As others see it: Talk cheap in sex-offender debateHere’s a radical idea for Minnesota lawmakers concerned about the unsustainable costs of the state’s sex-offender program. Instead of complaining about it, do something about it.
By: Star Tribune, Worthington Daily Globe
Here’s a radical idea for Minnesota lawmakers concerned about the unsustainable costs of the state’s sex-offender program. Instead of complaining about it, do something about it.
Per capita, Minnesota locks up more sex offenders after their prison sentences than any other state. It already spends $64.9 million a year holding 552 offenders under civil commitment laws — a patient population that’s almost quadrupled in nine years. If the commitment rate continues, a 400-bed expansion of the Moose Lake facility that opened in 2009 will be full by the end of 2012, meaning an expensive addition will be needed.
That’s the issue putting the sex-offender program back into the spotlight at the State Capitol — which is exactly where the issue belongs in an age of deep state budget troubles. Gov. Tim Pawlenty wants $89 million put into the state’s bonding bill to build the new addition. That request so far has been greeted with the same tired, unproductive rhetoric.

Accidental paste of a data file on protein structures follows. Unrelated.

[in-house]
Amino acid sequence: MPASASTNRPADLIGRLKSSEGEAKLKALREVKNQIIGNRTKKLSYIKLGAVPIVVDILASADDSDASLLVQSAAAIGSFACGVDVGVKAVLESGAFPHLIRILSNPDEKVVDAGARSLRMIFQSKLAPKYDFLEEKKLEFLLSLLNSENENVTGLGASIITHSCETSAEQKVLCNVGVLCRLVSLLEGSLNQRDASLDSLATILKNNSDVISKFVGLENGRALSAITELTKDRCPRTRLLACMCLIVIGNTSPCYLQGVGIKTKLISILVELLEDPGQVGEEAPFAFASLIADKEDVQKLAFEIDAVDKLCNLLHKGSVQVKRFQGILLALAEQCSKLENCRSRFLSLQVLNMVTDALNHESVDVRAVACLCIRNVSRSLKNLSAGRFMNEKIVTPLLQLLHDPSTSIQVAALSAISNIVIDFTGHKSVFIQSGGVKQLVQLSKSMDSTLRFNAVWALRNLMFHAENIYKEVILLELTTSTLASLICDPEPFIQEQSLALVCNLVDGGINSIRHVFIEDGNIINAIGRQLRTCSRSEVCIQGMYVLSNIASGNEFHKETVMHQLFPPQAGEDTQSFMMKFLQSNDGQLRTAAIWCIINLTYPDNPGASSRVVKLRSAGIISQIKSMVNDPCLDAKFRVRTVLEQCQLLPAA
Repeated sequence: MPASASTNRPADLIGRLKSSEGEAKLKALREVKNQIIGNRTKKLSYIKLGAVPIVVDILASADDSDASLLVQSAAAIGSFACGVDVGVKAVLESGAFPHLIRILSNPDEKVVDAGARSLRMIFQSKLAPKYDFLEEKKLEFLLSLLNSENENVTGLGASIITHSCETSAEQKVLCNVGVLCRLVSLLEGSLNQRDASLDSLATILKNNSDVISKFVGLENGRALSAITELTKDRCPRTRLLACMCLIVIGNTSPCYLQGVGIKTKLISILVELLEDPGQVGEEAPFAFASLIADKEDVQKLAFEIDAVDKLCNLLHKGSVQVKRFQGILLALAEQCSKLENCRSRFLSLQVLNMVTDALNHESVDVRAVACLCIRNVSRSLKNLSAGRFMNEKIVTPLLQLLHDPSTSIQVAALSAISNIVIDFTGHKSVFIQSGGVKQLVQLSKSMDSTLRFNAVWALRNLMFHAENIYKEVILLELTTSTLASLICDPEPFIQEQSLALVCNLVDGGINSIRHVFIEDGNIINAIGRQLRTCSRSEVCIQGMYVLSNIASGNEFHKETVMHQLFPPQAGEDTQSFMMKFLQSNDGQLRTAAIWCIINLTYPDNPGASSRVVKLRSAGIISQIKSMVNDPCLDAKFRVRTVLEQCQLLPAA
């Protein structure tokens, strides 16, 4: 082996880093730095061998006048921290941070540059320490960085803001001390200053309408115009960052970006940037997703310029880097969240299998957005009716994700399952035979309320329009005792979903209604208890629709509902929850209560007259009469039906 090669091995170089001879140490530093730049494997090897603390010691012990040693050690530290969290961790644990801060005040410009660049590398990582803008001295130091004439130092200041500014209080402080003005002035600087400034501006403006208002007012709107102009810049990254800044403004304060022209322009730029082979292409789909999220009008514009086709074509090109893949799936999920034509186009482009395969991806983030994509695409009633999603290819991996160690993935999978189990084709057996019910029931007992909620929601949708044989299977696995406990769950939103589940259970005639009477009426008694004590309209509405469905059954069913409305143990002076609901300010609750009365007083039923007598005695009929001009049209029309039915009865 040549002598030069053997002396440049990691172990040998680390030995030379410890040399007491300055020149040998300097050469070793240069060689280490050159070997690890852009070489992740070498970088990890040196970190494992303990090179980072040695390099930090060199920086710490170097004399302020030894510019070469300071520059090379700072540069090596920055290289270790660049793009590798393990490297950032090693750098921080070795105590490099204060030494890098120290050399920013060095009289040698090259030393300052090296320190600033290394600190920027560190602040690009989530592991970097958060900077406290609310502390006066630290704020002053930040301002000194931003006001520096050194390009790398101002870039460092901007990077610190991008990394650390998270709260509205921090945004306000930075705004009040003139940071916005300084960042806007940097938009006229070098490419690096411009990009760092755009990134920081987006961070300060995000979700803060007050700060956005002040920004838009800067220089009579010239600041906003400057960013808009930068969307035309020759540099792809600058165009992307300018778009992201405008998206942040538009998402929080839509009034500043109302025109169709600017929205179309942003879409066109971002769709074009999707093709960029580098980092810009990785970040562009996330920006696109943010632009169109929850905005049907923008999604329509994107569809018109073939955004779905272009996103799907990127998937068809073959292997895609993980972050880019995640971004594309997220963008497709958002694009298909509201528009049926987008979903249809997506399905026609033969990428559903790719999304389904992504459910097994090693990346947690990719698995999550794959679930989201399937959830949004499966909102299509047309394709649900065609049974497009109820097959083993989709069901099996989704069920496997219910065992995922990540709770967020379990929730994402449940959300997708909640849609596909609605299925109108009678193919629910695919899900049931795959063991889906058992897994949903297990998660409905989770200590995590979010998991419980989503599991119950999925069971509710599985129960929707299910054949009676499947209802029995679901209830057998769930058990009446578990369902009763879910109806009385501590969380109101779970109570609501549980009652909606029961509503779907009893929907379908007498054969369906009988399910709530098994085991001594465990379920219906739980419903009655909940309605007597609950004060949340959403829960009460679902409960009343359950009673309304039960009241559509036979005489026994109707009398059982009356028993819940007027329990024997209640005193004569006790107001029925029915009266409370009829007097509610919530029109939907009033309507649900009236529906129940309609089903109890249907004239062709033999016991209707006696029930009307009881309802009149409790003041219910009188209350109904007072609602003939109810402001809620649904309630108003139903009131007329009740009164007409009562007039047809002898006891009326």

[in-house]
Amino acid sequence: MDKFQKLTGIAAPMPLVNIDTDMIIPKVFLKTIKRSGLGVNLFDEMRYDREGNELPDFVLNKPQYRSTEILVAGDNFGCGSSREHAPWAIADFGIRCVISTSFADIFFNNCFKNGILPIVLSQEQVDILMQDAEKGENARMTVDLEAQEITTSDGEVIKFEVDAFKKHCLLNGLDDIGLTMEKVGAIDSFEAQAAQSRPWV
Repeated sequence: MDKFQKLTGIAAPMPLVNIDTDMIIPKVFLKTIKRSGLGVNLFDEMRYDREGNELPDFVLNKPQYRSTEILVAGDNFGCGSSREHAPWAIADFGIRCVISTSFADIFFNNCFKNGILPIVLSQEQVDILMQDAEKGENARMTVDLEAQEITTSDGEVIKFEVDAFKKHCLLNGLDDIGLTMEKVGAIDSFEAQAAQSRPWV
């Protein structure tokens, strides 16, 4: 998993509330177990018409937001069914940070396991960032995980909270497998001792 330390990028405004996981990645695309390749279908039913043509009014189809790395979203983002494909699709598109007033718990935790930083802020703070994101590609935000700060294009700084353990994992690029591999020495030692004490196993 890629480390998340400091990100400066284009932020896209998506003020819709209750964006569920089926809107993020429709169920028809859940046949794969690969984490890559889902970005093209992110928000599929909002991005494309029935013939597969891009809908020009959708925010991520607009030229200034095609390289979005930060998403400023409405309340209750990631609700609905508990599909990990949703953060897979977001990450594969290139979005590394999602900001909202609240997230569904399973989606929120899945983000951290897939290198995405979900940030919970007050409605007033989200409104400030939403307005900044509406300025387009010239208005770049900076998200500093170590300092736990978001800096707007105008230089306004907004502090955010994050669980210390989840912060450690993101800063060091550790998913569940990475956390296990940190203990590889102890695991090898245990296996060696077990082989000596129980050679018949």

Legislators, including some whose 1994 votes lowered the threshold for civil commitment and fueled this program’s rapid expansion, are decrying the program’s costs and the need for an addition. House legislators reluctantly put the $89 million into their version of the bonding bill after Pawlenty threatened to veto any bill without it. The Senate did not fund a new addition in its bill. ...
What’s missing are realistic, pragmatic solutions. If lawmakers don’t have any, they should button up and put up the money to pay for the program they expanded.